Cinematographer Nigel Willoughby kindly wrote-in with details about his work on the groundbreaking simultaneous live production and broadcast of Lost In London, directed by Woody Harrelson.
“When Woody first approached me with his idea for Lost In London, the plan was to shoot the entire film in one night using a multi-camera format. Once we had locked down the locations and planned a route, it soon became clear that the multi-camera idea was a non-starter, as it would be almost impossible to hide the units from each other without compromising the integrity and fluidity of the performance, so we came up with the notion of shooting single camera in one continuous shot.
It was a challenging enough concept already, and my next task was to find a camera operator willing to undergo the rigours of hand-holding a camera for more than a hundred minutes, over 24 locations, covering nearly three miles of walking, running and jumping in and out of vehicles, climbing and descending narrow staircases, squeezing into tiny rooms and tight corners. I called John Hembrough who, without hesitation, agreed to do it, and it was only at that point that I began to believe with certainty that the film could be achieved. Needless to say there were many daunting and complex challenges to overcome in the following six weeks of prep, not least Woody’s bombshell a week later that we’d be transmitting ‘live’ to over 500 cinemas in the US and two in London.
Perhaps the biggest challenge of all was how to accommodate all the hardware needed to maintain and transmit a live signal back to base. I wanted to shoot with ARRI Alexa, and for weight purposes decided on the Mini. To enable the 104 minute run time, and to reduce weight and stress on the camera, Graham Hawkins from 24/7 Drama came up with the concept of using a rucksack to support all the camera, sound, and OB transmitter accessories. An umbilical loom was created between camera and rucksack to carry power to camera for the camera battery supply, Teradeck for focus and RF transmitter, audio and ad hoc camera accessory power, 2 x channels wireless Audio, heated eyepiece and heated mattebox. The rucksack was custom-made with a lightweight hard shell, and meticulously assembled with all the hardware installed by Graham. It would be carried at all times by our grip, Steve Weightman, first behind camera in an ever-increasing entourage of technicians. First AC George Grieve resolutely took on the unenviable task of keeping it all sharp, with second AC Dan Evans as chief back-up and troubleshooter.
We were all discovering that we were in completely new territory, and without Woody’s relentless optimism, the benign good humour and open mindedness of co-producer Andrew Warren, the dogged, never-say-no professionalism of location manager David Broder, and dedicated creative input of production designer Sophie Becher, I might have crumbled at the hundredth hurdle. But the spirit of cooperation throughout was unrivalled in my experience.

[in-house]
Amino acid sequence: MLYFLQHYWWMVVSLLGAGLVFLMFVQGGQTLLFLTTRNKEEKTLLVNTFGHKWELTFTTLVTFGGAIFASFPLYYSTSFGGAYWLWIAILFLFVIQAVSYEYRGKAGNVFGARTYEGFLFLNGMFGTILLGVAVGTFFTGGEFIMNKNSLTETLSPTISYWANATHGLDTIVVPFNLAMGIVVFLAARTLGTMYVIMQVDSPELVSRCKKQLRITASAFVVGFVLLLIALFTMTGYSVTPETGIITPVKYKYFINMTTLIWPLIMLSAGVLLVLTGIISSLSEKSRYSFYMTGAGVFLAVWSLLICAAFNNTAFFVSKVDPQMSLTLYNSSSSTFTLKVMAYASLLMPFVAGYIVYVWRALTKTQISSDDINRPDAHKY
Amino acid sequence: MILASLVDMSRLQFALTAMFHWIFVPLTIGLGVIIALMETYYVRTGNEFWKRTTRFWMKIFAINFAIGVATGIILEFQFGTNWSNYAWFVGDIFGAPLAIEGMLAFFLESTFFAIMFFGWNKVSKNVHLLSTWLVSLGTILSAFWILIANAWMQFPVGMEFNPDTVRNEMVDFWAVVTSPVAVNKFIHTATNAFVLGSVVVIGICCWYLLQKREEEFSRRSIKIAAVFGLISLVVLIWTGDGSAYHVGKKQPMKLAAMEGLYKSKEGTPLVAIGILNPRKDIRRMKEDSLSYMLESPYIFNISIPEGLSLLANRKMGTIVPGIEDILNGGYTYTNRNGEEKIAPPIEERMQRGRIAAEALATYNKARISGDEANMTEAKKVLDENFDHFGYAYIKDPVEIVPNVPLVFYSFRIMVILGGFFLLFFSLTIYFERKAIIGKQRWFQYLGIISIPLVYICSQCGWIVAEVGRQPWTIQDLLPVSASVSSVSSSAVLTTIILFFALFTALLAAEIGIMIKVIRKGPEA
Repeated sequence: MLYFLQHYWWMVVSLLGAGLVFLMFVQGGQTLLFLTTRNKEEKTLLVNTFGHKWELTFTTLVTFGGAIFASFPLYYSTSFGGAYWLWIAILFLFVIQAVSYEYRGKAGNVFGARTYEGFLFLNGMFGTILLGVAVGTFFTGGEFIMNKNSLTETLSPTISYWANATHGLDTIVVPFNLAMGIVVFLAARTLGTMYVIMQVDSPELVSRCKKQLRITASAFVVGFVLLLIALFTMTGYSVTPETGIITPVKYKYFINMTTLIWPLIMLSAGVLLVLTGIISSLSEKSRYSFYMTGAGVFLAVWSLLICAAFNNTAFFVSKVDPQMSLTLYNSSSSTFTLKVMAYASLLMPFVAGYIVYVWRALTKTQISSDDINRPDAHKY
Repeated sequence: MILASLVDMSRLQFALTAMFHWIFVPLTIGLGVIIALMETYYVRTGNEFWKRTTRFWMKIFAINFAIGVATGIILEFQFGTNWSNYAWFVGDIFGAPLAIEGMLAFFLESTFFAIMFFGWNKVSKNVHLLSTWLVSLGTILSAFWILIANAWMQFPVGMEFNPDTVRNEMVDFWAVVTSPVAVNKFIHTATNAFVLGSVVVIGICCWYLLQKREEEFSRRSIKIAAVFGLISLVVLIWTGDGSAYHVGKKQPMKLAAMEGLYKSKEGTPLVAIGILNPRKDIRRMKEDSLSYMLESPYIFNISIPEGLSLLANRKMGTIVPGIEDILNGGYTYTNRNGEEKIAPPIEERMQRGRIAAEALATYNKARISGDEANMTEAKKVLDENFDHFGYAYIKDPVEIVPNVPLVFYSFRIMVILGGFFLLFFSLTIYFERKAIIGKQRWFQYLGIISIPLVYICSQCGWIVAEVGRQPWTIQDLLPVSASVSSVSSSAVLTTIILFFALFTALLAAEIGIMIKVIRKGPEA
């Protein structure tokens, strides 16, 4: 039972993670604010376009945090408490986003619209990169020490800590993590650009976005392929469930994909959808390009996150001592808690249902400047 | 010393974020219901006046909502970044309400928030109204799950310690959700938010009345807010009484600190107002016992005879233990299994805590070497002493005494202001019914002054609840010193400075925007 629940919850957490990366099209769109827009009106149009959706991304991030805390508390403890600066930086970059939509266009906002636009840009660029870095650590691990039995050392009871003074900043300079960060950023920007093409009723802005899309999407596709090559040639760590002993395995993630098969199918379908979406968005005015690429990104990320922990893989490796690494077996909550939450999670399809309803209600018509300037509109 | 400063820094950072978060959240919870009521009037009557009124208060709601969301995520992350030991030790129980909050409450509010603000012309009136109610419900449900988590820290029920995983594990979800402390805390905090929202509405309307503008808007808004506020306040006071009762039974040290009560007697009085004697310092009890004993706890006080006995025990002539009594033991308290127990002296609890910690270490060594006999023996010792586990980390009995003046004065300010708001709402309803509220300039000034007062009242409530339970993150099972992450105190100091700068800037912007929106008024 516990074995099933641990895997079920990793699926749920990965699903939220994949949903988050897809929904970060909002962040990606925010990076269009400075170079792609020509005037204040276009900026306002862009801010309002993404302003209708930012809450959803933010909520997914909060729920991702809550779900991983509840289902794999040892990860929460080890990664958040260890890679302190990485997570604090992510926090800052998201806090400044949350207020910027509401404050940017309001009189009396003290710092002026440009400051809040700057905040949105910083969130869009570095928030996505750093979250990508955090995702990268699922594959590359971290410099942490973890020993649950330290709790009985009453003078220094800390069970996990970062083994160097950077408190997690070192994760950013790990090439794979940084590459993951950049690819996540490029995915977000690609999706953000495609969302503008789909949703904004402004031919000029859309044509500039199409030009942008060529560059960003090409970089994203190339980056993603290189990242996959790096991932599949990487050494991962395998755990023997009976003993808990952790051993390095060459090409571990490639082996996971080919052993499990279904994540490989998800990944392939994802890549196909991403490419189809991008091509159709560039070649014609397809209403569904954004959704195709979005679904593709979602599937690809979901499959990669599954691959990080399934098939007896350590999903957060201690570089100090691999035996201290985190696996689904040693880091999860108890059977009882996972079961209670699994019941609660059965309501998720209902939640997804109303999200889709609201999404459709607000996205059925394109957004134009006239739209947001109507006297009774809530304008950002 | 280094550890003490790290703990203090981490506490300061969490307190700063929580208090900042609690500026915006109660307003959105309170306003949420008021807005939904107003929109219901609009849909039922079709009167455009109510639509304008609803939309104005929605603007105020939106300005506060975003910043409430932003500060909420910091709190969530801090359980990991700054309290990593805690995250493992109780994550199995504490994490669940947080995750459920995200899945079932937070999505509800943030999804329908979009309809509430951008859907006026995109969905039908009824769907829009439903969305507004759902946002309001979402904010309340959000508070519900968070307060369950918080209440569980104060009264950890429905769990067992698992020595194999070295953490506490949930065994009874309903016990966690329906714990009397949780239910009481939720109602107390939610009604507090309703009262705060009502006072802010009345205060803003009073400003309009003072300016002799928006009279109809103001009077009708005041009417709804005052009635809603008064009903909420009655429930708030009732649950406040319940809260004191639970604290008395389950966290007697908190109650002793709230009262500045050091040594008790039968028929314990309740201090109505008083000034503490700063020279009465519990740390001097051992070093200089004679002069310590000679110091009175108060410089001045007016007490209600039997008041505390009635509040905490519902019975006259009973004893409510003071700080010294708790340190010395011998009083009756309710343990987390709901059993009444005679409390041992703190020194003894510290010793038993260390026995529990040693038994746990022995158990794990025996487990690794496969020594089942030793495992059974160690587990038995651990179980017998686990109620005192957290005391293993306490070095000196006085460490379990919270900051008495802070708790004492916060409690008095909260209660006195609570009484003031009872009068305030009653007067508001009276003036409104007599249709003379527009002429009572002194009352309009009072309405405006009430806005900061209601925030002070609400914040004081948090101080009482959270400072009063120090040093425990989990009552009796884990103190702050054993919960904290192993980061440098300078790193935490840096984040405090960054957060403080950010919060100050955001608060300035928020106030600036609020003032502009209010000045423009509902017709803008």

I wanted to keep the lighting as natural and low key as possible. This was made easy by virtue of the fact that we couldn’t use generators or cranes in any of the exterior locations, as they would be impossible to hide. So David kindly sent out a posse of assistants to encourage certain local residents to leave their house lights on overnight to help fill the dark spaces en route. Sophie persuaded me of the merits of LEDs and these were used to great effect, especially in the nightclub bar, foyer and toilets. The rest was pretty straightforward and presented no real problem, other than having only one shot at getting it right.
After the first week of prep, John Hembrough joined us and we began rehearsing at base in marked-out spaces with a camcorder, to get the feel of things. As the sets began to take shape we rehearsed in greater detail in the actual spaces we would be shooting. Woody was quite specific about what he wanted the camera to see, and gradually the whole piece began to evolve. Or so we thought. Every day he would change little things in every scene, and so it went on right up until the day before dress rehearsals. John, to his credit, embraced all this and took it in his stride.
I thought that it would be a good idea to have a back-up operator on standby, just in, case of mishap, Mark Milsome very generously agreed to join us for the last two weeks of prep. Mark was a profoundly gifted man, with an unwavering sense of humour. His good-natured spirit and dedication to the cause brought much relief to the camera department and, as we went into the final few days of prep, it is to his great credit that he learned and mastered all the moves in this most challenging arena. It was always a pleasure to work with him, and he is greatly missed.
On the night of the shoot, I sat with my DIT, Simon Keenan, behind two monitors, one ‘live in’ one ‘live out’, with no delay. We broadcast Log-C 1080p signal from the RF. The signal was split and sent into two independent HD-Link LUT boxes, from which we faded pre recorded LUTs taken from each location, meaning we could live grade as we shot. I was in radio contact with George who effected all the stop changes. On-set, there were a couple of glitches with lighting cues, but all things considered this film was a triumph of skill and optimism over adrenalin infusing adversity. Would I do it again? Yes!”